■■ KUB’s Project Help campaign, which provides emergency heating assistance to those in need, will run through Feb. 3 and offers four ways to donate: purchase a donation coupon when shopping at Food City; make a donation at any Knoxville area Home Federal Bank location; send a check to: Project Help, P.O. Box 59017, Knoxville, TN 37950; or check the donation box on your next KUB bill for a one-time donation or monthly pledge. Project Help of East Tennessee is a 501(c) (3) organization, and all donations are tax-deductible.
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South Knox Shopper news • January 11, 2017 • 5
A pygarg? These are the beasts which ye shall eat: the ox, the sheep, and the goat, the hart, and the roebuck, and the fallow deer, and the wild goat, and the pygarg, and the wild ox, and the chamois. (Deuteronomy 14:4-5 KJV) When I wander around the more obscure pages of the King James Bible, I Cross run into words I never saw Currents before! Lynn My love of words (and Pitts my fascination with words that are completely new to me) sometimes keep me holding a Bible in might have occurred to one hand and a dictionary me that chamois equals in the other. leather, and leather For example, a pygarg? equals animal, but someA what? how I didn’t think that far. My New Revised StanThis kind of informadard Version of the Bible tion (which is not terribly translates pygarg as ibex. useful, I admit) is just fun And my dictionary (Web- to know. I mean, think of ster’s Seventh New Colle- playing Scrabble and begiate) says that an ibex is ing able to put pygarg on a “wild goat living chiefly the board. You are bound in high mountain areas of to be challenged, but you the Old World and hav- will be right and your oping large recurved horns ponents will be bumfuztransversely ridged in zled. The dictionary will front.” be involved, I feel sure! Clears it right up, This leads me to wondoesn’t it? der how any of our words And besides that, who came into being, but if knew that a chamois was we re-read Genesis, we not just a very soft piece will discover that we can of leather that one uses blame it all on Adam. He to polish a car? I guess if is the guy God deputized I had thought about it, it to name the creatures!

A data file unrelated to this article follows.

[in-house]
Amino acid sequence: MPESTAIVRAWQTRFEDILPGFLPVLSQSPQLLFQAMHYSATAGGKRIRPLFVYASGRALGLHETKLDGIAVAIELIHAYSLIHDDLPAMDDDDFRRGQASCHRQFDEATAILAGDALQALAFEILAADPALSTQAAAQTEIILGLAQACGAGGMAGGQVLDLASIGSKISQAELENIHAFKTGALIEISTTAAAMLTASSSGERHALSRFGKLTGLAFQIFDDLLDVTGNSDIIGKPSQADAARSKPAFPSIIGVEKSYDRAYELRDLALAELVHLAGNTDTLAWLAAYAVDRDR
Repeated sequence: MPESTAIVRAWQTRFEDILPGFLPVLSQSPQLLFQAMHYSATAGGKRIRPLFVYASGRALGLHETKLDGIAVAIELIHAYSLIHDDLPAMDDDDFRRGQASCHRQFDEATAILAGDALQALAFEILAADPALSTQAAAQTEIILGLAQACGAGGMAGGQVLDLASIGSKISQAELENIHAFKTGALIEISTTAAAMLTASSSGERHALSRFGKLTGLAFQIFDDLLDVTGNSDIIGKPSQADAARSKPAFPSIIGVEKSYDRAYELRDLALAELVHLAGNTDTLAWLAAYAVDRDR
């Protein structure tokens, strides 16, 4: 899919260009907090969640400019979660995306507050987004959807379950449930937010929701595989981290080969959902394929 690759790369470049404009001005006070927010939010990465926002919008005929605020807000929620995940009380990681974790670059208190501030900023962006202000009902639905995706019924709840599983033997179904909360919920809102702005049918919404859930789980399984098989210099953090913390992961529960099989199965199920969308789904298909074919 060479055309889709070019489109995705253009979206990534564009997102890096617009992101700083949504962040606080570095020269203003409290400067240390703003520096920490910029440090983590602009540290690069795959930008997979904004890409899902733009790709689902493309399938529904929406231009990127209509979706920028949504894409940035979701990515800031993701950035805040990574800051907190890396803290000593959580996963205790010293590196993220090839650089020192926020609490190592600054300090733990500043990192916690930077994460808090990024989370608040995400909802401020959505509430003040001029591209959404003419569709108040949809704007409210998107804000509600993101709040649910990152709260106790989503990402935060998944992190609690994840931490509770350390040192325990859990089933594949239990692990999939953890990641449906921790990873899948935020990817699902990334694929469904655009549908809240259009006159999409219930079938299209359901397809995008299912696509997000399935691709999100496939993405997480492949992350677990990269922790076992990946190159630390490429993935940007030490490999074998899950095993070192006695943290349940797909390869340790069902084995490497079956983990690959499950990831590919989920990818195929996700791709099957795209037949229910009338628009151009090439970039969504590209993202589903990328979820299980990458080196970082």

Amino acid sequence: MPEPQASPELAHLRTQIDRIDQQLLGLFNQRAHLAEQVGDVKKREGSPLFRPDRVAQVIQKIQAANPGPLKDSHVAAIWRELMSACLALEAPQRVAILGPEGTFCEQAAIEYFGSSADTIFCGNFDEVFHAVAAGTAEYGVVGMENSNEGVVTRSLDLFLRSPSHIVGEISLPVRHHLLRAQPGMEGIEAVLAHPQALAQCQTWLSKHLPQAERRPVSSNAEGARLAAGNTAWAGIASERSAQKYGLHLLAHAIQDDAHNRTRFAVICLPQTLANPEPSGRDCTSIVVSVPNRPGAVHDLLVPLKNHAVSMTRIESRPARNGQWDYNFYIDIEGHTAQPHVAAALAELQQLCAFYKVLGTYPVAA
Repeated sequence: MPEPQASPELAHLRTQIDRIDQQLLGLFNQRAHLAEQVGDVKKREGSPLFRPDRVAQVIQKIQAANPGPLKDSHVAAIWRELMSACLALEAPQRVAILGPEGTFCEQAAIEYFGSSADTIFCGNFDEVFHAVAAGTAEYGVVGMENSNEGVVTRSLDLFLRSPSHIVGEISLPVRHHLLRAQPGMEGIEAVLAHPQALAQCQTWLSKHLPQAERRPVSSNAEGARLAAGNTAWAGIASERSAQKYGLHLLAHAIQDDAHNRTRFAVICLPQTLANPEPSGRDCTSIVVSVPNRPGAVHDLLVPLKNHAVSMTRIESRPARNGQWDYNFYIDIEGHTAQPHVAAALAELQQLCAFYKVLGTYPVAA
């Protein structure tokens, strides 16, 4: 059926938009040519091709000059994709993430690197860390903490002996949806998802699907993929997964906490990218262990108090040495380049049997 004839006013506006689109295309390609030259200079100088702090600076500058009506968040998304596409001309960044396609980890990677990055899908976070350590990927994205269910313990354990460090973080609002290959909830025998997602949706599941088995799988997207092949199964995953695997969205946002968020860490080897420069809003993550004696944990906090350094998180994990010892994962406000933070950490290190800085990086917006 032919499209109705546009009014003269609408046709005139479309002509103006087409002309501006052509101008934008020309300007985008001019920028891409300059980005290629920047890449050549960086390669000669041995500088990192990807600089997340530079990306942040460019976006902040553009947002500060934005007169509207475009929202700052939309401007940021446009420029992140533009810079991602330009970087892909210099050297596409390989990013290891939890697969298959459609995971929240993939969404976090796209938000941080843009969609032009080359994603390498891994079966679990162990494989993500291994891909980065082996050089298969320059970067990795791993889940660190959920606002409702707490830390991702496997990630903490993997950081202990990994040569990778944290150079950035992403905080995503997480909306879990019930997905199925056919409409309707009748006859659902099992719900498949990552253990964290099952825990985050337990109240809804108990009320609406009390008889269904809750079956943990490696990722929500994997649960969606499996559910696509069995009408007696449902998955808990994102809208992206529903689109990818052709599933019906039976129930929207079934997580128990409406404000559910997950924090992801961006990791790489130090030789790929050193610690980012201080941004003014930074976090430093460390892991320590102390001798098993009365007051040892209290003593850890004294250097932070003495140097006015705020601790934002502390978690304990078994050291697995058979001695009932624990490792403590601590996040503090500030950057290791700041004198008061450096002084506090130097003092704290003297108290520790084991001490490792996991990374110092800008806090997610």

Greater Warner Tabernacle AME Zion Church welcomes distinguished speaker for MLK Day By Carol Z. Shane The Dr. Martin Luther King Jr. Commemorative Commission offers a series of events honoring the civil rights leader. “Our theme is ‘Honoring the Dream by Standing for Justice and Equality,’ which derives from the famous quote by Dr. King: ‘Injustice anywhere is a threat to justice everywhere,’” says Clarence Vaughn, executive director of the Police Advisory and Review Committee and chair of the event. Of special note are an interfaith prayer service; a Leadership Awards Luncheon featuring keynote speaker Donald Casimere, founding member of the National Association for Civilian Oversight of Law Enforcement; the YWCA Race Against Racism; and the Night with the Arts Tribute concert, featuring the Knoxville Symphony Chamber Orchestra and the MLK Holiday Choir. Monday, Jan. 16, Martin Luther King Jr. Day begins with the annual MLK Parade. Beginning at Tabernacle Baptist Church on Martin Luther King Jr. Av-